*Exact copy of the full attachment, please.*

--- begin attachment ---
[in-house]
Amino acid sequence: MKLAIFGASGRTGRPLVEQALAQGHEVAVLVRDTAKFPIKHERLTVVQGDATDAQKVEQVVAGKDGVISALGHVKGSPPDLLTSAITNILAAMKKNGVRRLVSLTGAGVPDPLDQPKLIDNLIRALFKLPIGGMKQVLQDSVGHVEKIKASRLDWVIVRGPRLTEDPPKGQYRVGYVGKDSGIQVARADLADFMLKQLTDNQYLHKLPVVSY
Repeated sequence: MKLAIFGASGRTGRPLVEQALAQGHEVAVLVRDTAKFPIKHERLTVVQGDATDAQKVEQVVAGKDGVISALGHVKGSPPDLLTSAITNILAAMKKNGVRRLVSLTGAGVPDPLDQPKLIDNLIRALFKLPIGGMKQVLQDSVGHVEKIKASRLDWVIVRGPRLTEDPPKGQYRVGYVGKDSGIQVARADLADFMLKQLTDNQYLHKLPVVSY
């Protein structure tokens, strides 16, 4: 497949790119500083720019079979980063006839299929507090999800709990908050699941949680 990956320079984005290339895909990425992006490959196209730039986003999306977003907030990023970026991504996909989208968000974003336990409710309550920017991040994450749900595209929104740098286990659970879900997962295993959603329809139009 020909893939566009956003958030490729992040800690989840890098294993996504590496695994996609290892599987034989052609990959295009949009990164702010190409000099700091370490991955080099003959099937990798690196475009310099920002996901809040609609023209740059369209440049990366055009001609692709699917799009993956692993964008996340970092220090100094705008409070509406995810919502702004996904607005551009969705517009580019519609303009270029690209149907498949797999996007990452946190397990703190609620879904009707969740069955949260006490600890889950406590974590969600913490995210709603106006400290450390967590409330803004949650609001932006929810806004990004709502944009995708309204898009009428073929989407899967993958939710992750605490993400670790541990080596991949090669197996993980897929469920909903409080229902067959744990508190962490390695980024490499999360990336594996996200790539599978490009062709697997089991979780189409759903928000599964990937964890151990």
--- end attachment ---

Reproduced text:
[in-house]
Amino acid sequence: MKLAIFGASGRTGRPLVEQALAQGHEVAVLVRDTAKFPIKHERLTVVQGDATDAQKVEQVVAGKDGVISALGHVKGSPPDLLTSAITNILAAMKKNGVRRLVSLTGAGVPDPLDQPKLIDNLIRALFKLPIGGMKQVLQDSVGHVEKIKASRLDWVIVRGPRLTEDPPKGQYRVGYVGKDSGIQVARADLADFMLKQLTDNQYLHKLPVVSY
Repeated sequence: MKLAIFGASGRTGRPLVEQALAQGHEVAVLVRDTAKFPIKHERLTVVQGDATDAQKVEQVVAGKDGVISALGHVKGSPPDLLTSAITNILAAMKKNGVRRLVSLTGAGVPDPLDQPKLIDNLIRALFKLPIGGMKQVLQDSVGHVEKIKASRLDWVIVRGPRLTEDPPKGQYRVGYVGKDSGIQVARADLADFMLKQLTDNQYLHKLPVVSY
């Protein structure tokens, strides 16, 4: 497949790119500083720019079979980063006839299929507090999800709990908050699941949680 990956320079984005290339895909990425992006490959196209730039986003999306977003907030990023970026991504996909989208968000974003336990409710309550920017991040994450749900595209929104740098286990659970879900997962295993959603329809139009 020909893939566009956003958030490729992040800690989840890098294993996504590496695994996609290892599987034989052609990959295009949009990164702010190409000099700091370490991955080099003959099937990798690196475009310099920002996901809040609609023209740059369209440049990366055009001609692709699917799009993956692993964008996340970092220090100094705008409070509406995810919502702004996904607005551009969705517009580019519609303009270029690209149907498949797999996007990452946190397990703190609620879904009707969740069955949260006490600890889950406590974590969600913490995210709603106006400290450390967590409330803004949650609001932006929810806004990004709502944009995708309204898009009428073929989407899967993958939710992750605490993400670790541990080596991949090669197996993980897929469920909903409080229902067959744990508190962490390695980024490499999360990336594996996200790539599978490009062709697997089991979780189409759903928000599964990937964890151990």